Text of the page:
For years, the New York wine industry has wondered how to convince local restaurants to carry local wines. They’ve tried a variety of approaches, all of which have largely failed.

That could be all about to change, starting in Rochester.

Michael Warren Thomas, host of the Savor Life radio programs on WYSL AM, has launched an ambitious new program. It started with Thomas visting more than 100 restaurants in the greater Rochester area. At each stop, he examined the wine list, tracking how many Finger Lakes wines were offered.

“It was a lot of work, but I thought it was the only way to be thorough,” Thomas told me during a recent visit.

What he found was shocking to some, utterly unsurprising to others: not a single Rochester-area restaurant had at least half their wine list represented by the Finger Lakes.

“There’s just not a lot of support,” Thomas said. “It’s a problem.”

So here’s what Thomas decided to do: First, he ranked the restaurants. A simple list, determined by how many Finger Lakes wines are on the list, and by what percentage. It would give restaurants the chance to see their position on the list, then make some changes.

Then, Thomas set a baseline that is both achievable and fair. He wants local restaurants to offer at least a third of their list as local wines. Not all, not half. Just one-third. And he gives more weight in his rankings to the by-the-glass list, which “is where the volume is,” he explained.

After Thomas explained to restaurants what he was doing, he quickly heard from Warfield’s High Point restaurant in Victor. General Manager Eric Mueller said that the restaurant wanted to add enough Finger Lakes wines to move from 89th on the list to the top spot. Warfield’s will also now waive corkage fees for customers who bring a bottle of Finger Lakes wine.

“We’re excited to be a leader in this challenge and to show off the wines of our region,” Mueller said.

And yet, no other restaurant contacted Thomas.

“It shows that restaurants don’t care very much about their wine lists,” Thomas said. “That’s surprising, because the wine list is a big profit center.” He noted that many restaurants seem to find it easier just to let someone else — a big distributor, usually — handle the list.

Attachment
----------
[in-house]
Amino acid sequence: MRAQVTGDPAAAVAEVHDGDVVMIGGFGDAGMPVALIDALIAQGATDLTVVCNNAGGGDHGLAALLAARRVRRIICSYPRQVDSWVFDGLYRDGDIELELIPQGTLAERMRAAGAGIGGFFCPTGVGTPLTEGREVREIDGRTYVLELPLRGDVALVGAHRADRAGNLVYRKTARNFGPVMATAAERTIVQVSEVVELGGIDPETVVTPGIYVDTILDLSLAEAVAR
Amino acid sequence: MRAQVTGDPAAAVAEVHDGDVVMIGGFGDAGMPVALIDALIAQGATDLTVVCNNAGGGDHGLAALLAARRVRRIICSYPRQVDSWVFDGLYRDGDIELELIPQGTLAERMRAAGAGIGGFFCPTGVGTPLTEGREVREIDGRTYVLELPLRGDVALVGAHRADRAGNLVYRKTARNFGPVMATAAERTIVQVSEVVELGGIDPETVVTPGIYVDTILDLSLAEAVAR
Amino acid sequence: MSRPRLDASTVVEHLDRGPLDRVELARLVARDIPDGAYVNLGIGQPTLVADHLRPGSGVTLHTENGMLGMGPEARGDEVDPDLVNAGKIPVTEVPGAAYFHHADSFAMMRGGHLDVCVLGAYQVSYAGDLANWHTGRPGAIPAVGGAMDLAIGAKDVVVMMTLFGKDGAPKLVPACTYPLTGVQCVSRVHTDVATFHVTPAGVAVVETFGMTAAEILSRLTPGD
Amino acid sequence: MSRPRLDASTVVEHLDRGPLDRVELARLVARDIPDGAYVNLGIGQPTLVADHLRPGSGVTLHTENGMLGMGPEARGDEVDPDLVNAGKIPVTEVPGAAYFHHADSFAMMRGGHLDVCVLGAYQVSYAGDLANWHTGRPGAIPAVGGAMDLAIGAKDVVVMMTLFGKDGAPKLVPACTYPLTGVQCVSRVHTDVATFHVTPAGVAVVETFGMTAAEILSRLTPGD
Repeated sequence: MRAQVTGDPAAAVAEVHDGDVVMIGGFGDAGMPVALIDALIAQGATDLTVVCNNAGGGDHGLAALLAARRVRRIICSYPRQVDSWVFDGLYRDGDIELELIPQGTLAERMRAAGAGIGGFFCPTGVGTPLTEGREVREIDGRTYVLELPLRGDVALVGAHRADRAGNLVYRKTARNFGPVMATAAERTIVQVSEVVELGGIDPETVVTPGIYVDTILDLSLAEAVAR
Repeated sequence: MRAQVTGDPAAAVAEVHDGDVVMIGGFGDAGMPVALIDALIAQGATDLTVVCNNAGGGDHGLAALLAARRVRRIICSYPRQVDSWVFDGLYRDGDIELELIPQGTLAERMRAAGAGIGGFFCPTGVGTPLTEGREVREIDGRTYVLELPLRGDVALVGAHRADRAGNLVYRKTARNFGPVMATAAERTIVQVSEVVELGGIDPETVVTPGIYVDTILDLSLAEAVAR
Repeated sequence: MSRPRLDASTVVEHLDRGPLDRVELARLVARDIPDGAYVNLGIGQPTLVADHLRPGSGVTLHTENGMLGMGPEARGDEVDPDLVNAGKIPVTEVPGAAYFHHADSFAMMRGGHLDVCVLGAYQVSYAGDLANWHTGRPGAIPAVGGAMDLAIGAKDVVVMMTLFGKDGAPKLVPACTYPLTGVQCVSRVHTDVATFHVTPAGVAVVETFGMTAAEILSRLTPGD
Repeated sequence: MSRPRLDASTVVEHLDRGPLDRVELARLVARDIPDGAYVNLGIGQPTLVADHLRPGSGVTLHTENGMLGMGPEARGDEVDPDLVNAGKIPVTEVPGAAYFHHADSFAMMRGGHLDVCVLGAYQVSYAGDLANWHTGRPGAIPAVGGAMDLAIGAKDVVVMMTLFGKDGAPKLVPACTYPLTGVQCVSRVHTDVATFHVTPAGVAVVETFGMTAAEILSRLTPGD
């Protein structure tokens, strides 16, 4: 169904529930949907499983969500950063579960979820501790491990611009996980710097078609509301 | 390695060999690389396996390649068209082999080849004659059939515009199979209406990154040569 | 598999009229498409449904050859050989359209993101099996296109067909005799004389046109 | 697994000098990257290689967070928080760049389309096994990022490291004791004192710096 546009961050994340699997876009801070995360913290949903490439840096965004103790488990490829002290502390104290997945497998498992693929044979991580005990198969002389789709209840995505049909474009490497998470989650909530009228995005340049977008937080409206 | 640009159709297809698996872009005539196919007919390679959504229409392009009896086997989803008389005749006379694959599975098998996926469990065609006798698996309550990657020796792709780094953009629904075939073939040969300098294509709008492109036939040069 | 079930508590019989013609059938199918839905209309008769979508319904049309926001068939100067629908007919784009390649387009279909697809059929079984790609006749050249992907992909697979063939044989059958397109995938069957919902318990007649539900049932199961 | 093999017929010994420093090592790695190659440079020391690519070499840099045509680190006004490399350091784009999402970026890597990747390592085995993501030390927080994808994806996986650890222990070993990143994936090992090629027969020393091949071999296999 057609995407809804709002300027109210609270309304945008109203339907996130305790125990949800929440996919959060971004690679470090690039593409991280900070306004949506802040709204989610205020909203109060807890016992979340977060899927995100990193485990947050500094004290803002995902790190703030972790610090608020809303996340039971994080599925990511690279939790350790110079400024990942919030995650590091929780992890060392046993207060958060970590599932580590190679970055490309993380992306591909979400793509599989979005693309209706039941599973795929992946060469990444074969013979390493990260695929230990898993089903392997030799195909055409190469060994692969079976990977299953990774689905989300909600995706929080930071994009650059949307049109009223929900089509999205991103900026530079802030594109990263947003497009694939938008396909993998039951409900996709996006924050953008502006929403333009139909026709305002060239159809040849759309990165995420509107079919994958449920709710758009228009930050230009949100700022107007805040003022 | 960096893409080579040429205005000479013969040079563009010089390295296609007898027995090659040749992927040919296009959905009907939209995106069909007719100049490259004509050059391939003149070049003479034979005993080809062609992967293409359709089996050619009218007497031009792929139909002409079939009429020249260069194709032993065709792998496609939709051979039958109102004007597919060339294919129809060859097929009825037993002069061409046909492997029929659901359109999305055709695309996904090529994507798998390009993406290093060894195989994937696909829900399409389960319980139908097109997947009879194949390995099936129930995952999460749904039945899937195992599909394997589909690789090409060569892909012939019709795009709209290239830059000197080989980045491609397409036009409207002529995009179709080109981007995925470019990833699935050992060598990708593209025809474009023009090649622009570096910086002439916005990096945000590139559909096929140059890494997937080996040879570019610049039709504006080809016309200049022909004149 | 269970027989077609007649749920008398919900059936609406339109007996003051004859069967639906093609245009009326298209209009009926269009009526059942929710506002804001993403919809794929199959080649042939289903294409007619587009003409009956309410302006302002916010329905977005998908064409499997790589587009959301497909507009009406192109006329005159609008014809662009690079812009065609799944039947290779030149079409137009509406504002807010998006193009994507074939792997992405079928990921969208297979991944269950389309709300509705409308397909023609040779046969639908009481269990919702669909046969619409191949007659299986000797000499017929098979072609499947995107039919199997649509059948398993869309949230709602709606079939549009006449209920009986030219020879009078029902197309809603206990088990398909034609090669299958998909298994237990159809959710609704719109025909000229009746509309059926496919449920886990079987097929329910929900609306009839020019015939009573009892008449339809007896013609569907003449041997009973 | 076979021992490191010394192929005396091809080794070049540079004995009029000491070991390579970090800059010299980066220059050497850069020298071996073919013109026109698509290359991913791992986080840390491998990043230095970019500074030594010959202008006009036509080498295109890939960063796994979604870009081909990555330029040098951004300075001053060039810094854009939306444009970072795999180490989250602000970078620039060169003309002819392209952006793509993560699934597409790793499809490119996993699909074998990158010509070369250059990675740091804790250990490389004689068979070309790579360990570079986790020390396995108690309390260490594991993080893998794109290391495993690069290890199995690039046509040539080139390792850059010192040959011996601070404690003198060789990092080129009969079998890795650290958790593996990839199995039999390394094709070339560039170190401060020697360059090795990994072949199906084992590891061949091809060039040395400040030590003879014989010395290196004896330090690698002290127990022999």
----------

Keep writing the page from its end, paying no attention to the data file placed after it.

Thomas published the top ten restaurants in the Rochester region, and will release the remaining 100 next week. On Monday night, he’ll help launch the new program called New York Wine Spotting. Casa Larga will host the kickoff event from 5:30 to 7:30 p.m.

NY Wine Spotting’s Facebook page will offer a card that customers can download and print out. Thomas wants customers to leave the card at restaurants, encouraging them to add New York wines to their list.

The card approach has been tried in the past, without much coordination or impact. Thomas hopes this time is different, with more public awareness and consistency. “Our list might help, but a restaurant is more likely to pay attention to Finger Lakes wines if they get 100 customer cards asking for it.”

Thomas plans to take NY Wine Spotting across New York State, and then the wider northeast. “New York State has a huge opportunity,” he said. “If you talk to people in central Pennsylvania, or Rhode Island, or Boston, or New York City, they’ll tell you that New York wines are their local wines. So the local wine movement has the potential to go farther than just the nearest cities.”

The New York Cork Report will follow this effort closely. We could envision a future partnership, adding Long Island wines (and restaurants) to the program as the effort gains steam.

For now, though, Thomas has a difficult task. “Anyone in the top 50 can get to the top 10, simply by adding something like three wines,” he said. “That’s sad, but it’s the truth. It’s not a high bar right now.”